Annulment of charges against humanitarians in Greece: procedural rights victory, long way to justice
Last week, Seán Binder, Sarah Mardini and over 20 other humanitarians faced trial in Greece for providing lifesaving assistance to asylum seekers and migrants in Lesvos. Fair Trials welcomes the court’s decision to drop some of the misdemeanour charges. However, we emphasise that the charges against the humanitarians originated from the Greek authorities’ misuse of criminal justice powers.
We urge Greece to drop the remaining charges and investigations against the humanitarians. As Members of the European Parliament will debate the criminalisation of humanitarian assistance tomorrow, 18 January, we call on the European Union to take meaningful action to end the criminalisation of solidarity.
States must not impose criminal charges on people providing humanitarian support to people in need. Fair Trials was among numerous other human rights organisations to call for acquittals of the search-and-rescue volunteers, whose trial for misdemeanour charges began on 10 January 2023. Some of the misdemeanour charges were annulled last week, based on a lack of translation of many of the documents and a lack of clarity regarding charges for espionage. However, some defendants still face misdemeanour charges as well as a felony investigation.
Fair Trials’ Networks Coordinator Ioana Bărbulescu stated:
“Procedural rights like the right to interpretation and translation must be upheld. These rights have been seriously undermined in the case of the humanitarians, and we welcome the decision to annul the misdemeanour charges. However, this is not the end of the story. Many of the search-and-rescue volunteers still face what could be years of limbo with a felony investigation hanging over them.
“We must not forget that the charges against the rescuers are based on a misuse of criminal justice powers: the Greek authorities have instrumentalised their powers for political ends, and the EU has allowed them to do so. The annulment is a procedural rights victory but there is a long way to go for justice. We need all charges to be annulled, the felony investigation to be dropped, and the EU to end the criminalisation of solidarity on its borders.”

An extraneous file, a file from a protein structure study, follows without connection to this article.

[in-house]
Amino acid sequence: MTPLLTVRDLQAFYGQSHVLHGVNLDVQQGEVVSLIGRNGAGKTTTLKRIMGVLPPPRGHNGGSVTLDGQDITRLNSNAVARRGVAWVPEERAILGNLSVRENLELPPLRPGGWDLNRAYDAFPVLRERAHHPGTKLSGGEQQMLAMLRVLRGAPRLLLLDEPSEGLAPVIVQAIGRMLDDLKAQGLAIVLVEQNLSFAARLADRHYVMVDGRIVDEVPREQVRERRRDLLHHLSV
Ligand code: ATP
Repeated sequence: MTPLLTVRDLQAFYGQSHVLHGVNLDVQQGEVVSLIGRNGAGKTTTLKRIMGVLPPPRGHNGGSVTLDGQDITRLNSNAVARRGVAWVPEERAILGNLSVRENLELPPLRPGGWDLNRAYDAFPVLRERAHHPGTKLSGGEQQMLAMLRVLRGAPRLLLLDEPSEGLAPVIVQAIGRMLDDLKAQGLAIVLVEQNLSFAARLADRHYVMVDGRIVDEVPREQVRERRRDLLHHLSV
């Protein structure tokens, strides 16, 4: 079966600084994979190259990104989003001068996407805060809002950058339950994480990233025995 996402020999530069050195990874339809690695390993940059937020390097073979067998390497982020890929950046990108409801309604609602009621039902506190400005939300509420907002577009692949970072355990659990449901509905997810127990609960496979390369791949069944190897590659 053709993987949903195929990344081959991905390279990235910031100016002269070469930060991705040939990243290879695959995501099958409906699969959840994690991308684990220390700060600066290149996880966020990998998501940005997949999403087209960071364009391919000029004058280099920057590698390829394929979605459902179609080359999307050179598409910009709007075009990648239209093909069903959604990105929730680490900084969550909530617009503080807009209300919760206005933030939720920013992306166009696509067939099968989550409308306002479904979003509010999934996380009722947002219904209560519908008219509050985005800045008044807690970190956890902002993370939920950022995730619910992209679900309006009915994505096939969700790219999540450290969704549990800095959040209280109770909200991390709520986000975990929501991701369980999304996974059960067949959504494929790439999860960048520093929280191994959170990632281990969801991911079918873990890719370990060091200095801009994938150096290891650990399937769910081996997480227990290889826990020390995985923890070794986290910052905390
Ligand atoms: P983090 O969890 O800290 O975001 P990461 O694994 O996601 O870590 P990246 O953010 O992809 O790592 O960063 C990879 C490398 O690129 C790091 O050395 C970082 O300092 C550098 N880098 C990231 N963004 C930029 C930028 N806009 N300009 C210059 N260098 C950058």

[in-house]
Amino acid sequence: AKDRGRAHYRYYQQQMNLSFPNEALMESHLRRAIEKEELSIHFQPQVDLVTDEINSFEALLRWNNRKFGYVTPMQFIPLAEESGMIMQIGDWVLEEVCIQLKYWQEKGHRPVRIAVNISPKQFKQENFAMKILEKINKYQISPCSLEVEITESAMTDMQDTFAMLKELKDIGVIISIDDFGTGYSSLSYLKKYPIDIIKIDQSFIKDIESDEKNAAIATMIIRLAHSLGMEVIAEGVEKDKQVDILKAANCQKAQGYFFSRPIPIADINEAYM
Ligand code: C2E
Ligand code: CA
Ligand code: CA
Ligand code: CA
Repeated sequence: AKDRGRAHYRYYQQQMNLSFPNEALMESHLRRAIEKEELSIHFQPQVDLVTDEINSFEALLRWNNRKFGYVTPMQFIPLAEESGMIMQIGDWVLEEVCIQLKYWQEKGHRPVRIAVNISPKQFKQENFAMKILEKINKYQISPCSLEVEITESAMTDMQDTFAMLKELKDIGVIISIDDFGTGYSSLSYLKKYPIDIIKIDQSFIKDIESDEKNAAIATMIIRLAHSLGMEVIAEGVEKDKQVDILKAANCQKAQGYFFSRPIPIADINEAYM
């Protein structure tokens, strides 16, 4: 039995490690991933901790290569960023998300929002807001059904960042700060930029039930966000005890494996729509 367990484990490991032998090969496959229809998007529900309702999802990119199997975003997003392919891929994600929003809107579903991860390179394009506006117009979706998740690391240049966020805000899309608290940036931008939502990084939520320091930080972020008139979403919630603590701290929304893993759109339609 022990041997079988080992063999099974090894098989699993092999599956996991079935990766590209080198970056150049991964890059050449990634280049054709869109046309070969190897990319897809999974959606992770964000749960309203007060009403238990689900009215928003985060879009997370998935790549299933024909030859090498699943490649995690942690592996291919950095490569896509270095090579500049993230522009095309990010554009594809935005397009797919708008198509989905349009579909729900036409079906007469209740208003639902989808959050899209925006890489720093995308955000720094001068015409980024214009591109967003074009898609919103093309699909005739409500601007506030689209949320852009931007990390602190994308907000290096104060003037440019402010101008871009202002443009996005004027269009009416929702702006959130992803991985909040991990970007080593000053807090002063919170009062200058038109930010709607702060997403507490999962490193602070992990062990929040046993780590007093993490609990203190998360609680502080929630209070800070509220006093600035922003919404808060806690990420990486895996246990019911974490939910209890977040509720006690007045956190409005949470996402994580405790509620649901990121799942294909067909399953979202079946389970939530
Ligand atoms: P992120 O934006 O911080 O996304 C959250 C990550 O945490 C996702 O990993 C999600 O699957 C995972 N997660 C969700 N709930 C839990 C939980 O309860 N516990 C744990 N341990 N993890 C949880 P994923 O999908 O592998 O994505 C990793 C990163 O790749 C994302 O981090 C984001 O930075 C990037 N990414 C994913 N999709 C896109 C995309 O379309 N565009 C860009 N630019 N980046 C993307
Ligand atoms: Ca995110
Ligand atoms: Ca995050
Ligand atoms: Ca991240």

Fair Trials remains deeply concerned about the ongoing criminalisation of solidarity in Greece and the EU more widely. The humanitarians’ trial is not an isolated case. Among others, Greek human rights defender Panayote Dimitras and the Greek Helsinki Monitor have faced a decade-long harassment campaign, where legitimate actions to save lives have been reframed as human trafficking. In Cyprus, non-governmental organisation KISA faces a campaign to silence and discredit independent voices. The crew of the search and rescue ship Iuventa faces criminal charges in Italy for saving lives in the Mediterranean. Like the humanitarians in Greece, the Iuventa crew were unable to access documents translated into a language they understand.
“Relying on criminal justice powers to prosecute and punish humanitarians serves as a chilling effect to dissuade people from helping people in need. In the absence of safe routes for migration and asylum, civil society must be able to step in and ensure the protection of people’s rights. Instead, they find that criminal law is weaponised against them. Facing a criminal trial has serious and often irreversible consequences for an individual. The EU must stop allowing people to be used as political pawns.”